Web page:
A Yorkshireman has regained the world record for the heaviest gooseberry – describing the achievement as “the Holy Grail” of fruit growing.
Graeme Watson, 59, from Ainthorpe, North Yorkshire, said it was a “good feeling” to break the record with his 64.56g “little beauty”, equivalent to 2.2 ounces.
But he said it was a “race against time” to submit the champion fruit to Egton Bridge Gooseberry Show before it lost too much weight.
Mr Watson said he had a bit of a sleepless night after picking the winning fruit and realising its potential.
To get the gooseberry to the show without a disaster was also tricky, he said.
He said: “It was a race against time to get it to the show and get it officially weighed. I had to sweat it out to make sure it hadn’t burst on the way.
“I had it in a box like a little mini suitcase. A mini carrying box padded out inside and lined in egg trays.
“I had it on my knee in the car just in case we hit any potholes or cattle grids.”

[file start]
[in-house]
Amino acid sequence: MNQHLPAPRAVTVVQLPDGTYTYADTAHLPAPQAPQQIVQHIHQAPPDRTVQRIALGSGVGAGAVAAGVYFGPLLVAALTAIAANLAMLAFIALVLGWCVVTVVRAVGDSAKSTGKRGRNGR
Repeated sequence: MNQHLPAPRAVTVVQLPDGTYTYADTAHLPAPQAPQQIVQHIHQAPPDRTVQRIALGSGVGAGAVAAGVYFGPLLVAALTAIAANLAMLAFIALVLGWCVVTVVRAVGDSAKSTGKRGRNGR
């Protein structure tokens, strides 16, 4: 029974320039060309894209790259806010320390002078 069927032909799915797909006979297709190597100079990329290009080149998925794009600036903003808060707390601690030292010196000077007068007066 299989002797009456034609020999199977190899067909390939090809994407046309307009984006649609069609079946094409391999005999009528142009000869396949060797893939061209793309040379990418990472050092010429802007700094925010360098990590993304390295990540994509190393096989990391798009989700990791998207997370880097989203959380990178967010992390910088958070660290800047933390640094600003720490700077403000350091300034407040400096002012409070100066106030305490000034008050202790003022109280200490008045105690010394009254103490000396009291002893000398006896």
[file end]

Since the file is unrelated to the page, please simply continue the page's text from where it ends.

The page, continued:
Mr Watson said the key to growing record-breaking gooseberries was “attention to detail” – keeping away pests, using enough fertiliser and putting up umbrellas to keep off hot sun and rain.
He added: “It’s probably a once-in-a-lifetime gooseberry for most growers.”
Mr Watson’s gooseberry, a yellow variety called Millennium, weighed 64.56g at 9am – beating around 30 other competitors and the current world record of 64.49g, which has been held by Kelvin Archer, of Cheshire, since 2013.
In 2009 Bryan Nellist, from Egton Bridge, held the title.
Show secretary Ian Woodcock said: “As the world’s oldest gooseberry show we are very proud to have claimed back the title.
“We can’t have these people from the other side of the Pennines thinking they can grow decent gooseberries, can you?”